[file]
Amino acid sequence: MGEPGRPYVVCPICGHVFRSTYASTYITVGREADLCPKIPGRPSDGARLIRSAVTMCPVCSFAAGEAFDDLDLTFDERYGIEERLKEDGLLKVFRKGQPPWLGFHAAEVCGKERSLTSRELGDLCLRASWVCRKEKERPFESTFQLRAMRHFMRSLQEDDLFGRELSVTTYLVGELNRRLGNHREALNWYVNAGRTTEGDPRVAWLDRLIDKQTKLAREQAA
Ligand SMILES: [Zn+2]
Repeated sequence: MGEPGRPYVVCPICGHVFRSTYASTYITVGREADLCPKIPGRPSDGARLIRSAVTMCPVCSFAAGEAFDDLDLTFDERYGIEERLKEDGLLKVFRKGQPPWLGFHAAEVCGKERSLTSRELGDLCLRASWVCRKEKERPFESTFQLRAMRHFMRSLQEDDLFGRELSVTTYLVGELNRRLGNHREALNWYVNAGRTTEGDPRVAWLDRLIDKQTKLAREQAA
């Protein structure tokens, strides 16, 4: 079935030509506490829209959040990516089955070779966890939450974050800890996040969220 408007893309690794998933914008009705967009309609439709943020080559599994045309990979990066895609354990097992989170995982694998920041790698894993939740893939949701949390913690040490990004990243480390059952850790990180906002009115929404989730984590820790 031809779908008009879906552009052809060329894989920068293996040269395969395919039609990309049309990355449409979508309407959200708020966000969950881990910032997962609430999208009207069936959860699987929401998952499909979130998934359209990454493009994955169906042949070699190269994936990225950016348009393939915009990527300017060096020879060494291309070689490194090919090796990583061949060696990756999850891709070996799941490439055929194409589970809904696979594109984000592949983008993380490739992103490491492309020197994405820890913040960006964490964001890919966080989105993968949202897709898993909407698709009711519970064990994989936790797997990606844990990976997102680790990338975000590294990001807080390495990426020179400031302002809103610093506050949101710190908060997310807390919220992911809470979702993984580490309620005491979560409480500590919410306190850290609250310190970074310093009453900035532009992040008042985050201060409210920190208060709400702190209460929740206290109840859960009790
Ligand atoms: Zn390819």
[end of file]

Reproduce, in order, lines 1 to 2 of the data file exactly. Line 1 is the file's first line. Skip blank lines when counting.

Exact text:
Amino acid sequence: MGEPGRPYVVCPICGHVFRSTYASTYITVGREADLCPKIPGRPSDGARLIRSAVTMCPVCSFAAGEAFDDLDLTFDERYGIEERLKEDGLLKVFRKGQPPWLGFHAAEVCGKERSLTSRELGDLCLRASWVCRKEKERPFESTFQLRAMRHFMRSLQEDDLFGRELSVTTYLVGELNRRLGNHREALNWYVNAGRTTEGDPRVAWLDRLIDKQTKLAREQAA
Ligand SMILES: [Zn+2]